As set forth above, petitioner also argues that the sentencing judge improperly relied on extra-record transcripts from his 2005 battery conviction to find that the conviction constituted a serious felony for purposes of the Three Strikes Law. The California Court of Appeal found that petitioner forfeited this claim by failing to raise a contemporaneous objection in the trial court. Even assuming arguendo that this claim is not forfeited and that a challenge to the admissibility of evidence used to support a sentence enhancement constitutes a federal constitutional claim, petitioner is not entitled to relief.
The Due Process Clause is violated if evidence is introduced "that is so unduly prejudicial that it renders the trial fundamentally unfair." Payne v. Tennessee, 501 U.S. 808, 825 (1991) (citing Darden v. Wainwright, 477 U.S. 168, 179--183 (1986)). The relevant question is whether the evidence introduced "so infected the trial with unfairness as to make the resulting conviction a denial of due process." Darden, 477 U.S. at 181 (quoting Donnelly v. DeChristoforo, 416 U.S. 637, 643 (1974)). For the following reasons, the sentencing court's reliance on the transcript of petitioner's 2005 battery conviction to support his finding that the conviction constituted a valid strike did not render petitioner's sentencing proceedings fundamentally unfair.
The information relied on by the trial judge consisted of court files in the public record. Petitioner was present at his 2005 sentencing hearing and knew what had occurred, yet he did not object to the substance of what the trial judge was reading into the record or attempt to correct the record in any way. Indeed, petitioner appeared to largely concede the judge's recitation of what occurred at the 2005 hearing. The information read into the record by the trial judge clearly supports his conclusion that the 2005 battery involved the infliction of great bodily injury on the victim. Petitioner's allegation that the transcript pertained only to his co-defendant or was "false" is not supported by the record before this court. Further, Petitioner was sentenced by a judge, not a jury. "Trial judges are presumed to know the law and to apply it in making their decisions." Walton v. Ariziona, 497 U.S. 639, 653 (1990), overruled on other grounds by Ring v. Arizona, 536 U.S. 584 (2002). This court must presume the sentencing judge in this case focused only on proper evidence. See Gretzler v. Stewart, 112 F.3d 992, 1009 (9th Cir. 1997) ("in the absence of any evidence to the contrary, [the Court] must assume that the trial judge properly applied the law and considered only the evidence he knew to be admissible") (citing Walton, 497 U.S. at 653).
To the extent petitioner is challenging the validity of his prior battery conviction, his claim is not cognizable in the instant federal habeas petition. 18 U.S.C. § 2254 does not provide a remedy where a current sentence was enhanced on the basis of an allegedly unconstitutional prior conviction for which the sentence has fully expired. Lackawanna v. Coss, 532 U.S. 394 (2001). This court also notes that, absent special circumstances not present here, there is no federal constitutional requirement that a no contest plea in state court be supported by a factual basis. See Rodriguez v. Ricketts, 777 F.2d 527, 528 (9th Cir. 1985). Accordingly, any challenge to the sufficiency of the evidence to support petitioner's plea of nolo contendere to the 2005 battery lacks merit and should be denied.*fn5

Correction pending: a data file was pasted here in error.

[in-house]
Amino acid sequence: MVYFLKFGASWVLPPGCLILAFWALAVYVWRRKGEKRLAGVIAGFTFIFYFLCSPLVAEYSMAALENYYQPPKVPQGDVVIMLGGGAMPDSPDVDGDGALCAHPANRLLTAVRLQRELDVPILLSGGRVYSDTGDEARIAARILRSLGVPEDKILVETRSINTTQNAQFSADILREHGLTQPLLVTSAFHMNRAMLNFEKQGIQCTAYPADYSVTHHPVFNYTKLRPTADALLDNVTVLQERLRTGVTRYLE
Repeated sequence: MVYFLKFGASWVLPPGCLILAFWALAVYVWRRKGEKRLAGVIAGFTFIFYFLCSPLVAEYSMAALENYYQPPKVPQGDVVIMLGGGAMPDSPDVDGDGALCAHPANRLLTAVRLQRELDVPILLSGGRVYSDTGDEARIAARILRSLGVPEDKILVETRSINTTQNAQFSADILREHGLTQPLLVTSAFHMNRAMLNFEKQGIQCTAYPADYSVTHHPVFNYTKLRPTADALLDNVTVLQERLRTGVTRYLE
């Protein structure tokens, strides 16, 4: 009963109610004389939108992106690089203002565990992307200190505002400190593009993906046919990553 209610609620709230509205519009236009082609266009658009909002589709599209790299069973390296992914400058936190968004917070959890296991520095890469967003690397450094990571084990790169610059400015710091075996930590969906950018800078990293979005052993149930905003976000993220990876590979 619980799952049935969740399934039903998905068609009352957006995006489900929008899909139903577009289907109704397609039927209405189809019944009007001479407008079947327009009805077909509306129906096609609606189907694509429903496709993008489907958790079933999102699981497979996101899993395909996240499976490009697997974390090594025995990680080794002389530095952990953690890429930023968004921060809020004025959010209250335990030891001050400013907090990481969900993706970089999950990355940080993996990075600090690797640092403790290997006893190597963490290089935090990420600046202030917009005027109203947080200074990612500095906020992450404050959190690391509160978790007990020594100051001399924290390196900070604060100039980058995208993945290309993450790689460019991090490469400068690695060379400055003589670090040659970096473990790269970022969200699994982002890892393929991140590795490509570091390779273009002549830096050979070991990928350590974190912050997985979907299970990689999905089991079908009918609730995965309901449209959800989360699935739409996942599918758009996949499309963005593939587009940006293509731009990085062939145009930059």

In the traverse, petitioner argues that the trial judge was biased and impartial and improperly assumed the role of a prosecutor at the sentencing proceedings by "read[ing] into the record information against the petitioner with out this information being presented by the prosecution." Traverse at 8-10. These claims raised in the traverse are not properly before the court. See Cacoperdo v. Demosthenes, 37 F.3d 504, 507 (9th Cir. 1994) (a traverse is not the proper pleading to raise additional grounds for relief); Greenwood v. Fed. Aviation Admin., 28 F.3d 971, 977 (9th Cir. 1994) ("we review only issues which are argued specifically and distinctly in a party's opening brief"). In any event, there is no evidence in the record that the trial judge harbored any bias against petitioner. Accordingly, any such claim should be denied.
For all of the reasons set forth above, the California courts' denial of petitioner's challenges to his sentence was neither contrary to nor an unreasonable application of federal law.
Accordingly, IT IS HEREBY RECOMMENDED that petitioner's application for a writ of habeas corpus be denied.
These findings and recommendations are submitted to the United States District Judge assigned to the case, pursuant to the provisions of 28 U.S.C. § 636(b)(l). Within fourteen days after being served with these findings and recommendations, any party may file written objections with the court and serve a copy on all parties. Such a document should be captioned "Objections to Magistrate Judge's Findings and Recommendations." Failure to file objections within the specified time may waive the right to appeal the District Court's order. Turner v. Duncan, 158 F.3d 449, 455 (9th Cir. 1998); Martinez v. Ylst, 951 F.2d 1153 (9th Cir. 1991). In his objections petitioner may address whether a certificate of appealability should issue in the event he files an appeal of the judgment in this case. See Rule 11, Federal Rules Governing Section 2254 Cases (the district court must issue or deny a certificate of appealability when it enters a final order adverse to the applicant).